What have you found to be the best way to raise awareness of your books?

Personal connections with readers and authors is slowly getting the word out about my novel. It is difficult for new authors to heard amongst the thousands of books published each year but I firmly believe the support of even one reader can make a difference. 

I’m asking anyone who has read and enjoyed Apricots and Wolfsbane to please tell a friend. (That includes the awesome readers of this interview!) Hopefully that person will also tell a friend, and so on. It is not an easy road, but neither was getting published. The best attributes of a writer are patience and persistence. And in the end, the best thing I can do to promote this book is to write another.

Tell us something unexpected you discovered during your research.

While writing Apricots and Wolfsbane I ironically suffered my own bout of a severe poison ivy rash. The ordeal was awful, and gave me sympathy for Lavinia’s victims. (Seriously, natural childbirth was more pleasant.) Inspired by my own experience, I sought to add poison ivy to the plot but I uncovered that poison ivy/oak/sumac is not native to England.

Along with poisons, I ended up doing significant research into the history of glasshouses to verify a plot point. The product of that research is summarized in my guest post for the English Historical Fiction Authors blog: Plants vs. Winter: The Origins of English Conservatories. Even though the concept was first used in 30 A.D., the technology did not arrive in England until the early 16th century!

What was the hardest scene you remember writing?

The first few pages are always the hardest for me. There is so much at stake: the need to pull in the reader, to start in the middle of action, but provide enough background to set the tone and the scene. The first chapter was re-written more than any other scene and eventually it sounded overworked so I had to throw it out and start again. I knew what I wanted to accomplish and the feeling I wished to evoke, but getting it all right quickly took numerous iterations and I appreciate the feedback from my beta readers and editors!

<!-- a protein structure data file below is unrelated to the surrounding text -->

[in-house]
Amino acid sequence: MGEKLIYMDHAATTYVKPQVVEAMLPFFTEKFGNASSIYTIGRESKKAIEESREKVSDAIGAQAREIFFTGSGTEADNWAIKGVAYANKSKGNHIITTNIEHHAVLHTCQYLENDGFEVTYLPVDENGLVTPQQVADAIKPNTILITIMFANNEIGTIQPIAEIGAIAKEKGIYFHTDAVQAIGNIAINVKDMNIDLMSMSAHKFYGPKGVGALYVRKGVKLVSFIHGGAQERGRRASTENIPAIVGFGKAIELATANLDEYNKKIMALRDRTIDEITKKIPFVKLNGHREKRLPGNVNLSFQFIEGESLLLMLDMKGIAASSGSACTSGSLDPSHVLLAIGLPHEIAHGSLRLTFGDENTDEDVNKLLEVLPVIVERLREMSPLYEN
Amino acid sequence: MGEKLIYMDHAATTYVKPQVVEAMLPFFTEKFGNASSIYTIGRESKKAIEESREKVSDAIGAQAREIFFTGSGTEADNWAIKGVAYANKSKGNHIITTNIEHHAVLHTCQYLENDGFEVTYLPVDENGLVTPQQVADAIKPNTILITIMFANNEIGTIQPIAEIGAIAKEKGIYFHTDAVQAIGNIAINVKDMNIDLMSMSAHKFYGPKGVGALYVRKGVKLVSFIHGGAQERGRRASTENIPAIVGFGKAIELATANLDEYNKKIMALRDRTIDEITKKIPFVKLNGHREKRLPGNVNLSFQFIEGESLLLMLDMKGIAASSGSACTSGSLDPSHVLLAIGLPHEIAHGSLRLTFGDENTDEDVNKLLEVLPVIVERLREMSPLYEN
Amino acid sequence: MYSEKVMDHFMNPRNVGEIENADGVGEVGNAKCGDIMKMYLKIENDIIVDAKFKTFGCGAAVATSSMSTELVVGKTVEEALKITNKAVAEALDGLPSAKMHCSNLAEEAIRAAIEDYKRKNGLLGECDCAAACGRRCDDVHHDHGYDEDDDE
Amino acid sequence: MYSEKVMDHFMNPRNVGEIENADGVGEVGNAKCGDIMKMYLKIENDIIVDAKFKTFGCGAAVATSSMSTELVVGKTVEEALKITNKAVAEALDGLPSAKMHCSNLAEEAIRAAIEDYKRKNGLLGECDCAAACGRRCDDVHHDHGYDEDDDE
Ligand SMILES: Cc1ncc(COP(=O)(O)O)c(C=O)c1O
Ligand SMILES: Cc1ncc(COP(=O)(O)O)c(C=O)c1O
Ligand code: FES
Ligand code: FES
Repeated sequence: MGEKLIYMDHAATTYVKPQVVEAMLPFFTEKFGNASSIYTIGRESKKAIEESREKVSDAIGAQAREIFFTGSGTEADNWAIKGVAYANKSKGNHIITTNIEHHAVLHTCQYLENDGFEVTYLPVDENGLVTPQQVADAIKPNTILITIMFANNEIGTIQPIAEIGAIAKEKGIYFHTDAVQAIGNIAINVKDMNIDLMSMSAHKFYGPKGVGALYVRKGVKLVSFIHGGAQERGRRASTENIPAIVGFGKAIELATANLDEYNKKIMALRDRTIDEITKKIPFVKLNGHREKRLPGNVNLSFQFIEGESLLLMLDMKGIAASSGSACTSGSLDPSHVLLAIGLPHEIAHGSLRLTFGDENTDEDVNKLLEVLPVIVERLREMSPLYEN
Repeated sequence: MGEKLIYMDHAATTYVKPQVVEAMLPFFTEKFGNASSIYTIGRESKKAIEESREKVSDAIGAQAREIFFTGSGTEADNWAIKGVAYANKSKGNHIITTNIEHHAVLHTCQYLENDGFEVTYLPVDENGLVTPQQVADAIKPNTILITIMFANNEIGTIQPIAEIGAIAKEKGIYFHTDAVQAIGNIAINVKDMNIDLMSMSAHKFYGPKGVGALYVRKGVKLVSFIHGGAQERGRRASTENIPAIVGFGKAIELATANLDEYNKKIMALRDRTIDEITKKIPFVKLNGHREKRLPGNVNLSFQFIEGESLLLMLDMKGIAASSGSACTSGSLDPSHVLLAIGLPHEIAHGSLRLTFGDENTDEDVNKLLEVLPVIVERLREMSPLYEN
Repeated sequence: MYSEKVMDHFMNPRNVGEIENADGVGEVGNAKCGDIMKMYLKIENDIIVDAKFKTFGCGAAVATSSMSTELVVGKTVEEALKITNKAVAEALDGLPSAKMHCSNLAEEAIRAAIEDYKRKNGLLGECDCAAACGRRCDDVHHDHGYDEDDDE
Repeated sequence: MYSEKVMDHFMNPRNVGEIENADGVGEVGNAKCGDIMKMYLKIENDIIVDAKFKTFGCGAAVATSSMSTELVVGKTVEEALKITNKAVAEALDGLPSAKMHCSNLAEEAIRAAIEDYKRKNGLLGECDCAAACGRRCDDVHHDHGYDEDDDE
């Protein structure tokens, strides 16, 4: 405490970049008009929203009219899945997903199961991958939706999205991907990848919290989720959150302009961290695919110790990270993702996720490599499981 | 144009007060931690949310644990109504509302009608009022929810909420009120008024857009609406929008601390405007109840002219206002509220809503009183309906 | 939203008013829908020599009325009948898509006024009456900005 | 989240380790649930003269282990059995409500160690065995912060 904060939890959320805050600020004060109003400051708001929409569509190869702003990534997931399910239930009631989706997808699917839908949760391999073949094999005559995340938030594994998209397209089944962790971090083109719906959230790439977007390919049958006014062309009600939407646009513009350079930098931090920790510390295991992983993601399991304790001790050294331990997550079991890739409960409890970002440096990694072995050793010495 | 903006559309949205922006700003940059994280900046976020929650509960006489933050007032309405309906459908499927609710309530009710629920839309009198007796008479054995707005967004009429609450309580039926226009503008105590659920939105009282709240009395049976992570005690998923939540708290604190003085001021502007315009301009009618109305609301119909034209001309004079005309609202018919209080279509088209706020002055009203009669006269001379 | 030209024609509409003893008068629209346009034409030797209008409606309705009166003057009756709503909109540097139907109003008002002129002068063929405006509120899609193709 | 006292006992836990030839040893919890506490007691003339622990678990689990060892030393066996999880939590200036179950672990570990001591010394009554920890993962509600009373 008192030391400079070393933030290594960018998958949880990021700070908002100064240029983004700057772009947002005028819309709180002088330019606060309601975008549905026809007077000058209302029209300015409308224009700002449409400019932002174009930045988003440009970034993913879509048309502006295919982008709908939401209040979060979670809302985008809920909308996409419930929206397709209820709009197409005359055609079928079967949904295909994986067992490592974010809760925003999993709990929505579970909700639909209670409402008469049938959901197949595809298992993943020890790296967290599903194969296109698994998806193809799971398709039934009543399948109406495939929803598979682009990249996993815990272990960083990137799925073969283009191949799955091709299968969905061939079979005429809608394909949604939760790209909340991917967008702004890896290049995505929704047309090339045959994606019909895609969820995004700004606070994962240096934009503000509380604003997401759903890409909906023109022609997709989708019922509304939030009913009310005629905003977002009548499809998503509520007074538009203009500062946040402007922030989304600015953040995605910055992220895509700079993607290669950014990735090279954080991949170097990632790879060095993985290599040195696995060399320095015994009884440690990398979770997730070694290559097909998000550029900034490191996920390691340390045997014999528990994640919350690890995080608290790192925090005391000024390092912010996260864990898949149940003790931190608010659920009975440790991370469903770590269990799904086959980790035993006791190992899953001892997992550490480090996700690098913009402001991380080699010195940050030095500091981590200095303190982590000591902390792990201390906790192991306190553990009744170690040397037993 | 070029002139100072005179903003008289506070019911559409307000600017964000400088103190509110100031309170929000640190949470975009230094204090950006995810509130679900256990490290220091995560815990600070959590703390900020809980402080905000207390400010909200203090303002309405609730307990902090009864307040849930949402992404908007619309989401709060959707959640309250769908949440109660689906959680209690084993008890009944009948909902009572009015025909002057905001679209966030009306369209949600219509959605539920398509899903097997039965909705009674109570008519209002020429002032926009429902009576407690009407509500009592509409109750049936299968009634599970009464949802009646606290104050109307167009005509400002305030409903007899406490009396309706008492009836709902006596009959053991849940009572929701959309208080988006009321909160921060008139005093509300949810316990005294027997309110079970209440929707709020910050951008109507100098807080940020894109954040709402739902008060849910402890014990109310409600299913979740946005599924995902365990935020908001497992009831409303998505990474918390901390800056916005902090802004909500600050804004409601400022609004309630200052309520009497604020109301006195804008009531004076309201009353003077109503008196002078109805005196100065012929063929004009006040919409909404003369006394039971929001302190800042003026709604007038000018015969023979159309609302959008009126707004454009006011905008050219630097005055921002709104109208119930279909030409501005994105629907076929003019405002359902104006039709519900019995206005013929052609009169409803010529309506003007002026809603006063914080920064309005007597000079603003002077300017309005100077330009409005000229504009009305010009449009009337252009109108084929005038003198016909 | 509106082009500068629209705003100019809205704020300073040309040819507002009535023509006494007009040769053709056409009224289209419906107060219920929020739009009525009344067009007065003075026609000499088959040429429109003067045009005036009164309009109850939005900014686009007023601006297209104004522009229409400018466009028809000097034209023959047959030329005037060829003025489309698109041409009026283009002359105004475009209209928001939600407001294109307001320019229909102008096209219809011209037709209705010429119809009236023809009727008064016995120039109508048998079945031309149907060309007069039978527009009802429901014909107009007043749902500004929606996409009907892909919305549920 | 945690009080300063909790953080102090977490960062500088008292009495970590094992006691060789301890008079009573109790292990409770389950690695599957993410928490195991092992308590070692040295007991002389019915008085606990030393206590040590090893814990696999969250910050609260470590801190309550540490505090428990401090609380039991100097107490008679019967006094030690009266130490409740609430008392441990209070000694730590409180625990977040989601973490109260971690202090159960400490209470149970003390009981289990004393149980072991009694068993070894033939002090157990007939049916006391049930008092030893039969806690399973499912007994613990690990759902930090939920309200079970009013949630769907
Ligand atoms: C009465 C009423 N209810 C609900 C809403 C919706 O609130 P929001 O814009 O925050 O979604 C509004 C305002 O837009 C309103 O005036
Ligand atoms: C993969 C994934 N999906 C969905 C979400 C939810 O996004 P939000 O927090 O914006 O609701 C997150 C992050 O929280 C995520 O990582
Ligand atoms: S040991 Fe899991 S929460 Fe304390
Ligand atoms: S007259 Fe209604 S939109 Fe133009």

What are you planning to write next?

Inspired by my own experience as a female engineer, I took a break from poison assassins to write a short story about a female physics assistant at Harvard at the turn of the 20th century. The piece will be published as part of a short-story anthology in the spring.  But right now, I’m deep into the sequel to Apricots and Wolfsbane. I love hearing readers’ thoughts on where they think the story is heading, and if all goes well, they should not have to wait long!

K.M. Pohlkamp

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About the Author

K.M. Pohlkamp is a blessed wife, proud mother of two young children, and an aerospace engineer who works in Mission Control. She operated guidance, navigation and control systems on the Space Shuttle and is currently involved in development of upcoming manned-space vehicles. A Cheesehead by birth, she now resides in Texas for her day job and writes to maintain her sanity. Her other hobbies include ballet and piano. Pohlkamp’s historical fiction thriller, Apricots and Wolfsbane, was published by Filles Vertes Publishing in October.

Find out more at the author's website and follow her on Facebook and Twitter @KMPohlkamp.